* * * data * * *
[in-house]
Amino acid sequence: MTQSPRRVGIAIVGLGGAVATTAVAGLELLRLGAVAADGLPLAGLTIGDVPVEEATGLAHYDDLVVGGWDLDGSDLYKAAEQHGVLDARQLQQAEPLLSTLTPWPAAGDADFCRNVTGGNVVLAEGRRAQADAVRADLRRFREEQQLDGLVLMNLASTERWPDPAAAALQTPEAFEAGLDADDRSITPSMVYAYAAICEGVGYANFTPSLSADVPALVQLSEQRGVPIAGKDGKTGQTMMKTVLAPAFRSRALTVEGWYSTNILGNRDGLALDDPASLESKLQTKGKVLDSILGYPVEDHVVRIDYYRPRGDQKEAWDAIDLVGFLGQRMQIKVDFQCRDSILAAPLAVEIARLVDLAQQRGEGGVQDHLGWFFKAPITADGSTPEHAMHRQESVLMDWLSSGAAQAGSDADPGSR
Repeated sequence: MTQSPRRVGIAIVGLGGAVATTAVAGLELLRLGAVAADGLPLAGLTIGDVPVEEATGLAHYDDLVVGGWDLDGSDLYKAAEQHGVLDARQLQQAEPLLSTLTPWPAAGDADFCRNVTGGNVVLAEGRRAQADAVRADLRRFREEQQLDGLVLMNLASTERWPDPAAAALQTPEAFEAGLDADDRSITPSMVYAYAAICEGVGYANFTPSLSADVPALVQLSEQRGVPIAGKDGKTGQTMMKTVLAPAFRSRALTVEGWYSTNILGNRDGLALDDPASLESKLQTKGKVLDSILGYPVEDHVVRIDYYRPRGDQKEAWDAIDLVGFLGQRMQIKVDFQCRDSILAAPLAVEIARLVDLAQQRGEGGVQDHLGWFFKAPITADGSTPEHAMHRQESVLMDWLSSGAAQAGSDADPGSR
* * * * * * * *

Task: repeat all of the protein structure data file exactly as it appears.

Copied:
[in-house]
Amino acid sequence: MTQSPRRVGIAIVGLGGAVATTAVAGLELLRLGAVAADGLPLAGLTIGDVPVEEATGLAHYDDLVVGGWDLDGSDLYKAAEQHGVLDARQLQQAEPLLSTLTPWPAAGDADFCRNVTGGNVVLAEGRRAQADAVRADLRRFREEQQLDGLVLMNLASTERWPDPAAAALQTPEAFEAGLDADDRSITPSMVYAYAAICEGVGYANFTPSLSADVPALVQLSEQRGVPIAGKDGKTGQTMMKTVLAPAFRSRALTVEGWYSTNILGNRDGLALDDPASLESKLQTKGKVLDSILGYPVEDHVVRIDYYRPRGDQKEAWDAIDLVGFLGQRMQIKVDFQCRDSILAAPLAVEIARLVDLAQQRGEGGVQDHLGWFFKAPITADGSTPEHAMHRQESVLMDWLSSGAAQAGSDADPGSR
Repeated sequence: MTQSPRRVGIAIVGLGGAVATTAVAGLELLRLGAVAADGLPLAGLTIGDVPVEEATGLAHYDDLVVGGWDLDGSDLYKAAEQHGVLDARQLQQAEPLLSTLTPWPAAGDADFCRNVTGGNVVLAEGRRAQADAVRADLRRFREEQQLDGLVLMNLASTERWPDPAAAALQTPEAFEAGLDADDRSITPSMVYAYAAICEGVGYANFTPSLSADVPALVQLSEQRGVPIAGKDGKTGQTMMKTVLAPAFRSRALTVEGWYSTNILGNRDGLALDDPASLESKLQTKGKVLDSILGYPVEDHVVRIDYYRPRGDQKEAWDAIDLVGFLGQRMQIKVDFQCRDSILAAPLAVEIARLVDLAQQRGEGGVQDHLGWFFKAPITADGSTPEHAMHRQESVLMDWLSSGAAQAGSDADPGSR